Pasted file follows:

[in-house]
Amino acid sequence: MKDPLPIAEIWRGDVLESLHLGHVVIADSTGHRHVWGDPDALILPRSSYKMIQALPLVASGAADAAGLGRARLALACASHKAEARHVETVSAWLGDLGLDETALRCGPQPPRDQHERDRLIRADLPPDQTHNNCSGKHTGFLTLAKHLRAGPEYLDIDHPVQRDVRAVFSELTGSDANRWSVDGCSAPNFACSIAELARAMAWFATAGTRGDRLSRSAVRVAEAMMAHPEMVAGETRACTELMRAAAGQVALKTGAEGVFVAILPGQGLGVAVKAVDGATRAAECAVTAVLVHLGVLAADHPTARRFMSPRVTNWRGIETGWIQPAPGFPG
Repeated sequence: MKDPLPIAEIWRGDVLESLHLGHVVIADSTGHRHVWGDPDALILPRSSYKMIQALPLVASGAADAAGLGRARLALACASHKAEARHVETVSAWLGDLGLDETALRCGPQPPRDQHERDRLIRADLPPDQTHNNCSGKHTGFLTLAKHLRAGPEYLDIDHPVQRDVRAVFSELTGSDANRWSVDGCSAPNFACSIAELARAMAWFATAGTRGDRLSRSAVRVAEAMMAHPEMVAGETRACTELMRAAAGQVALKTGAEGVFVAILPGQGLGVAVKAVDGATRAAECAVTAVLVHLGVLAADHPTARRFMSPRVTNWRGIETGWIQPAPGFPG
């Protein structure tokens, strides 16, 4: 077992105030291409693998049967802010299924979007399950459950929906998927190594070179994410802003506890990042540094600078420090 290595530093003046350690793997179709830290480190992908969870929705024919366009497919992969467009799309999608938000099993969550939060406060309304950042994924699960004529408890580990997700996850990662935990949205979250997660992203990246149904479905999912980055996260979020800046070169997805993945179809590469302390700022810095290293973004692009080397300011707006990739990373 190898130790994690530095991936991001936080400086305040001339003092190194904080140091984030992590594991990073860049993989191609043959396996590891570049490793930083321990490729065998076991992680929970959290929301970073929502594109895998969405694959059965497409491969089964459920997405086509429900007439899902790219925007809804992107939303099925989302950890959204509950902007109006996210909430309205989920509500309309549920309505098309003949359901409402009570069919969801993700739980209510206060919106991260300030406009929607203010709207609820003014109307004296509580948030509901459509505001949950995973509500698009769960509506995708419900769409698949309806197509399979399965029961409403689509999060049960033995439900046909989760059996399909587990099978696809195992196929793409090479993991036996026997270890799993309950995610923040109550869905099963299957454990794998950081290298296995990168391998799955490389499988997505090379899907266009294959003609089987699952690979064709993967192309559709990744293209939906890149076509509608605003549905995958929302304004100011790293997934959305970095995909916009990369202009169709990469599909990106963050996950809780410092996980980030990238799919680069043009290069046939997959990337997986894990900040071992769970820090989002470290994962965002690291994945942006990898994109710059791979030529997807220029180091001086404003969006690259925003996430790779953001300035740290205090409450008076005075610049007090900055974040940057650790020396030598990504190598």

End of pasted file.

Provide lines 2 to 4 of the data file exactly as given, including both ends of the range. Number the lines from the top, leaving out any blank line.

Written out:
Amino acid sequence: MKDPLPIAEIWRGDVLESLHLGHVVIADSTGHRHVWGDPDALILPRSSYKMIQALPLVASGAADAAGLGRARLALACASHKAEARHVETVSAWLGDLGLDETALRCGPQPPRDQHERDRLIRADLPPDQTHNNCSGKHTGFLTLAKHLRAGPEYLDIDHPVQRDVRAVFSELTGSDANRWSVDGCSAPNFACSIAELARAMAWFATAGTRGDRLSRSAVRVAEAMMAHPEMVAGETRACTELMRAAAGQVALKTGAEGVFVAILPGQGLGVAVKAVDGATRAAECAVTAVLVHLGVLAADHPTARRFMSPRVTNWRGIETGWIQPAPGFPG
Repeated sequence: MKDPLPIAEIWRGDVLESLHLGHVVIADSTGHRHVWGDPDALILPRSSYKMIQALPLVASGAADAAGLGRARLALACASHKAEARHVETVSAWLGDLGLDETALRCGPQPPRDQHERDRLIRADLPPDQTHNNCSGKHTGFLTLAKHLRAGPEYLDIDHPVQRDVRAVFSELTGSDANRWSVDGCSAPNFACSIAELARAMAWFATAGTRGDRLSRSAVRVAEAMMAHPEMVAGETRACTELMRAAAGQVALKTGAEGVFVAILPGQGLGVAVKAVDGATRAAECAVTAVLVHLGVLAADHPTARRFMSPRVTNWRGIETGWIQPAPGFPG
């Protein structure tokens, strides 16, 4: 077992105030291409693998049967802010299924979007399950459950929906998927190594070179994410802003506890990042540094600078420090 290595530093003046350690793997179709830290480190992908969870929705024919366009497919992969467009799309999608938000099993969550939060406060309304950042994924699960004529408890580990997700996850990662935990949205979250997660992203990246149904479905999912980055996260979020800046070169997805993945179809590469302390700022810095290293973004692009080397300011707006990739990373 190898130790994690530095991936991001936080400086305040001339003092190194904080140091984030992590594991990073860049993989191609043959396996590891570049490793930083321990490729065998076991992680929970959290929301970073929502594109895998969405694959059965497409491969089964459920997405086509429900007439899902790219925007809804992107939303099925989302950890959204509950902007109006996210909430309205989920509500309309549920309505098309003949359901409402009570069919969801993700739980209510206060919106991260300030406009929607203010709207609820003014109307004296509580948030509901459509505001949950995973509500698009769960509506995708419900769409698949309806197509399979399965029961409403689509999060049960033995439900046909989760059996399909587990099978696809195992196929793409090479993991036996026997270890799993309950995610923040109550869905099963299957454990794998950081290298296995990168391998799955490389499988997505090379899907266009294959003609089987699952690979064709993967192309559709990744293209939906890149076509509608605003549905995958929302304004100011790293997934959305970095995909916009990369202009169709990469599909990106963050996950809780410092996980980030990238799919680069043009290069046939997959990337997986894990900040071992769970820090989002470290994962965002690291994945942006990898994109710059791979030529997807220029180091001086404003969006690259925003996430790779953001300035740290205090409450008076005075610049007090900055974040940057650790020396030598990504190598």